This article focuses on the consequences Brexit will have for cross-border financial services between the EU and the UK after a possible transition period. In light of the uncertain results of Brexit negotiations, we analyse the future regulatory framework for commercial banking and clearing services in two scenarios. In the first scenario, the EU and the UK do not agree on a free trade agreement (FTA) so that market access will depend on unilateral market access provisions (no deal scenario). This would probably cause serious market disruptions because financial services provid- ers on both sides would lose their privileged passporting rights and be treated as third country providers. In order to avoid this, the EU and the UK can enter an FTA (deal scenario). As to this second scenario, the article discusses five models for an FTA regarding financial services ranging from no access to full access and corre- sponding to divergent degrees of regulatory alignment. The analysis of both scenar- ios considers the boundaries set by the GATS on an international level. With regard to a possible FTA granting mutual market access for financial services, we develop a margin for modelling an FTA between the legal limitations of the GATS and the legal-political limitations of the EU-EEA market integration.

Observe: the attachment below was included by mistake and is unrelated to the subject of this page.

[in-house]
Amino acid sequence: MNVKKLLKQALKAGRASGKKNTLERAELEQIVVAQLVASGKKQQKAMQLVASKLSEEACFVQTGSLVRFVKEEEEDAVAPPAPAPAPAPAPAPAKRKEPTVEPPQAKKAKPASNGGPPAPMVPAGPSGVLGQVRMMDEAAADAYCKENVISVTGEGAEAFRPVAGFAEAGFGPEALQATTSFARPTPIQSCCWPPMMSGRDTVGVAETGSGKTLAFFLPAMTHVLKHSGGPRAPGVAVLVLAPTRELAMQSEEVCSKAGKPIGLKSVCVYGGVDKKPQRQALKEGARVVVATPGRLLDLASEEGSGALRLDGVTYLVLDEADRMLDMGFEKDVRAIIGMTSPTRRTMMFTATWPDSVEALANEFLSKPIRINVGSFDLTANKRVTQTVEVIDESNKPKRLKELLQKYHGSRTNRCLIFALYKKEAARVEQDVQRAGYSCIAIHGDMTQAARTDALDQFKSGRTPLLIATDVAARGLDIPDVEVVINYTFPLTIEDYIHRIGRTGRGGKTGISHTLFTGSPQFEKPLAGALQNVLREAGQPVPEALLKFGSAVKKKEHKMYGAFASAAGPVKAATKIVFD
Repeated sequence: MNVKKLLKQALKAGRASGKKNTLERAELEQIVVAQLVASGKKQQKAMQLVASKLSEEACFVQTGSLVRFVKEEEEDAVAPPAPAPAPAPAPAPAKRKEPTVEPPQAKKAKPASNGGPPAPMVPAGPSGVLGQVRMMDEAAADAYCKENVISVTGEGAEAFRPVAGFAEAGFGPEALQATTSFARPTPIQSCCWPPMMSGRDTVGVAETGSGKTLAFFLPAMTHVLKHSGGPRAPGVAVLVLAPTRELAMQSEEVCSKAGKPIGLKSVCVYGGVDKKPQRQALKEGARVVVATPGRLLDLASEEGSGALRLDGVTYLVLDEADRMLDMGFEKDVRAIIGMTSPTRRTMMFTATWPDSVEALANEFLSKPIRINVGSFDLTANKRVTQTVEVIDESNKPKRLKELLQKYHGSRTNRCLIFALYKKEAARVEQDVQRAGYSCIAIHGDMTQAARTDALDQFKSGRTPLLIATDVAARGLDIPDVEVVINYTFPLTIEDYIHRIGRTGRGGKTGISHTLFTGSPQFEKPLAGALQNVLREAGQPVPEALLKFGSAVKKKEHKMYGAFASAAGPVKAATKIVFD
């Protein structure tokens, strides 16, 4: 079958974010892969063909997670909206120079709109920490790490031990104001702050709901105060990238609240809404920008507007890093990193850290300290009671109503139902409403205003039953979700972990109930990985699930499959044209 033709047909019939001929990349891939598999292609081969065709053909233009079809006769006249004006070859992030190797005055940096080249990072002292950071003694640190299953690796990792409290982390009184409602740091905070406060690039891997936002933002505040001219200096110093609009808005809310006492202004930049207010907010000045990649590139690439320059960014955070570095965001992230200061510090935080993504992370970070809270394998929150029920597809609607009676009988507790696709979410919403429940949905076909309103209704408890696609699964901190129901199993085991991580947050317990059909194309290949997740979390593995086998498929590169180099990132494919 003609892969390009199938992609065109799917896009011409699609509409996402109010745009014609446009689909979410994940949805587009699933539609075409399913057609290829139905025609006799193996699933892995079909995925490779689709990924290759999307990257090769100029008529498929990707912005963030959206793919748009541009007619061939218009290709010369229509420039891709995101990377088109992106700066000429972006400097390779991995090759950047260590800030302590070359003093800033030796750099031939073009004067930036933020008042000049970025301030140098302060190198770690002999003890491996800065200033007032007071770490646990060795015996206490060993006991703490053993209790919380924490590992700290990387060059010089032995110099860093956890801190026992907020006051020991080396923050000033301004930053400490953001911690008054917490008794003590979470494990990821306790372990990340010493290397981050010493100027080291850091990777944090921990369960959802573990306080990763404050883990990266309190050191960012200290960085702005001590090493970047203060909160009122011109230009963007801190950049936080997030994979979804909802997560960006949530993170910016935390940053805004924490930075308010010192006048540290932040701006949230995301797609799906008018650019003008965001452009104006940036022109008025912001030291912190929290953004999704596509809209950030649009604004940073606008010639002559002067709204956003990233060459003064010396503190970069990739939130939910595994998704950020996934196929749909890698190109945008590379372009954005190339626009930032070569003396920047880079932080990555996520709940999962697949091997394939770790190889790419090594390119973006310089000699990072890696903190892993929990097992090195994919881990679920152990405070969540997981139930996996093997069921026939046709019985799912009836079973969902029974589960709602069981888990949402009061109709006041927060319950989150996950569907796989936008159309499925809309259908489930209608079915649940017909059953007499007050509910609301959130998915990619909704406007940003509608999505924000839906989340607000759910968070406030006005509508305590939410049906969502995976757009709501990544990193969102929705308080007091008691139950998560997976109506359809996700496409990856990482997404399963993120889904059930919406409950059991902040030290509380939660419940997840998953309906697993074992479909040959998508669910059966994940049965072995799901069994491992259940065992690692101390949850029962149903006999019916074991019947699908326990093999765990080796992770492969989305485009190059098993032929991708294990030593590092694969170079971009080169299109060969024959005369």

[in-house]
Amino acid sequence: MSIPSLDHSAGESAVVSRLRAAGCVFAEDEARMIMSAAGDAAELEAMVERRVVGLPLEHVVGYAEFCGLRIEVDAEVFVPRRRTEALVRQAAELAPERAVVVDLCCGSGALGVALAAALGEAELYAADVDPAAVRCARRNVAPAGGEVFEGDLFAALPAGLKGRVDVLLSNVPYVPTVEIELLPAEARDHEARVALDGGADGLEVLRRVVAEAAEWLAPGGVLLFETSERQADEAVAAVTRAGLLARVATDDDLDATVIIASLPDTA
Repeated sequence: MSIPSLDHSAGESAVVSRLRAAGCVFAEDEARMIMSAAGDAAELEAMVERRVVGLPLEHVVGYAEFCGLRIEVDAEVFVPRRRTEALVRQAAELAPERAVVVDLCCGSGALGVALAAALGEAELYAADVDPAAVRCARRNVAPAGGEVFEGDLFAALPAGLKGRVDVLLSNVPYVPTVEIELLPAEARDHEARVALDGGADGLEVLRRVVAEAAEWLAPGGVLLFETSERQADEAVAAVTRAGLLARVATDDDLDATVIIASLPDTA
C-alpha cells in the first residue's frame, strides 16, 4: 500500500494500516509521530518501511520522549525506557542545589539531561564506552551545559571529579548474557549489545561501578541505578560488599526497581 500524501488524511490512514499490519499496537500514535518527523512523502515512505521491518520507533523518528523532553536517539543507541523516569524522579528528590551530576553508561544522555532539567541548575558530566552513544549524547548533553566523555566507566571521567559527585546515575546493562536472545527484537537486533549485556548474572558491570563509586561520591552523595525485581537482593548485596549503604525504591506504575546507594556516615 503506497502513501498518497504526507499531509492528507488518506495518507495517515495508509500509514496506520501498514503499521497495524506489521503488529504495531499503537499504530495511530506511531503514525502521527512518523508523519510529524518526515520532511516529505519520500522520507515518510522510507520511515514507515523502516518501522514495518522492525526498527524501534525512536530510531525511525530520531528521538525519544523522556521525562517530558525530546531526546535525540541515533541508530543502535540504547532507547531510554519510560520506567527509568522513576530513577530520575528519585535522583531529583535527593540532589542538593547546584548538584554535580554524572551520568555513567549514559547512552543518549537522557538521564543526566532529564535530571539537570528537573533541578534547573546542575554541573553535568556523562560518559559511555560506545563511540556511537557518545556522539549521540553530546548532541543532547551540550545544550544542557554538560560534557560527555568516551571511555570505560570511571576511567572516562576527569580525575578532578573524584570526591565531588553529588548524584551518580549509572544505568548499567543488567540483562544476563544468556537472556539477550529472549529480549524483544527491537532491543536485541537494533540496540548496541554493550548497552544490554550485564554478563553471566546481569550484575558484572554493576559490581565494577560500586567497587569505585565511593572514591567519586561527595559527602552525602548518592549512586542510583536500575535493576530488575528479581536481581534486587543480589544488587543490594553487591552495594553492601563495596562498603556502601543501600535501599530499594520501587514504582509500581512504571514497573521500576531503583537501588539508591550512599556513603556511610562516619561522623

European Business Organization Law Review, pp. 679-714 , 2018